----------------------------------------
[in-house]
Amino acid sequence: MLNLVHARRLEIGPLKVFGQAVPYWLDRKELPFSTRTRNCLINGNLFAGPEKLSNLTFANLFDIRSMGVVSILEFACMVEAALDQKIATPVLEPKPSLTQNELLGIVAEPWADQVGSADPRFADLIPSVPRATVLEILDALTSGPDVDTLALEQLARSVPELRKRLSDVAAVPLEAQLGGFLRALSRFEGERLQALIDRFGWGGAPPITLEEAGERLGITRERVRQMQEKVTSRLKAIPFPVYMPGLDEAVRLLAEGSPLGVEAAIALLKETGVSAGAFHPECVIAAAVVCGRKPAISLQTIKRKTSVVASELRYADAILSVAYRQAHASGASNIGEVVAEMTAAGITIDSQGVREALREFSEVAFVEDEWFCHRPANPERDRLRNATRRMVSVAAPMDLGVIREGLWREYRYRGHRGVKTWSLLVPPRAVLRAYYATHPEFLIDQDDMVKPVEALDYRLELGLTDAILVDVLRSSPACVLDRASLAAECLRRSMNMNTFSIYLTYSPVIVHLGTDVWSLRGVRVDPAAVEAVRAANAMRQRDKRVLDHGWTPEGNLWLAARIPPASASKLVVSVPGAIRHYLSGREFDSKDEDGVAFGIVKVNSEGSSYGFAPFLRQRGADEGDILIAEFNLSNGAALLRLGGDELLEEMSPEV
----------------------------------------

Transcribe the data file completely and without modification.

[in-house]
Amino acid sequence: MLNLVHARRLEIGPLKVFGQAVPYWLDRKELPFSTRTRNCLINGNLFAGPEKLSNLTFANLFDIRSMGVVSILEFACMVEAALDQKIATPVLEPKPSLTQNELLGIVAEPWADQVGSADPRFADLIPSVPRATVLEILDALTSGPDVDTLALEQLARSVPELRKRLSDVAAVPLEAQLGGFLRALSRFEGERLQALIDRFGWGGAPPITLEEAGERLGITRERVRQMQEKVTSRLKAIPFPVYMPGLDEAVRLLAEGSPLGVEAAIALLKETGVSAGAFHPECVIAAAVVCGRKPAISLQTIKRKTSVVASELRYADAILSVAYRQAHASGASNIGEVVAEMTAAGITIDSQGVREALREFSEVAFVEDEWFCHRPANPERDRLRNATRRMVSVAAPMDLGVIREGLWREYRYRGHRGVKTWSLLVPPRAVLRAYYATHPEFLIDQDDMVKPVEALDYRLELGLTDAILVDVLRSSPACVLDRASLAAECLRRSMNMNTFSIYLTYSPVIVHLGTDVWSLRGVRVDPAAVEAVRAANAMRQRDKRVLDHGWTPEGNLWLAARIPPASASKLVVSVPGAIRHYLSGREFDSKDEDGVAFGIVKVNSEGSSYGFAPFLRQRGADEGDILIAEFNLSNGAALLRLGGDELLEEMSPEV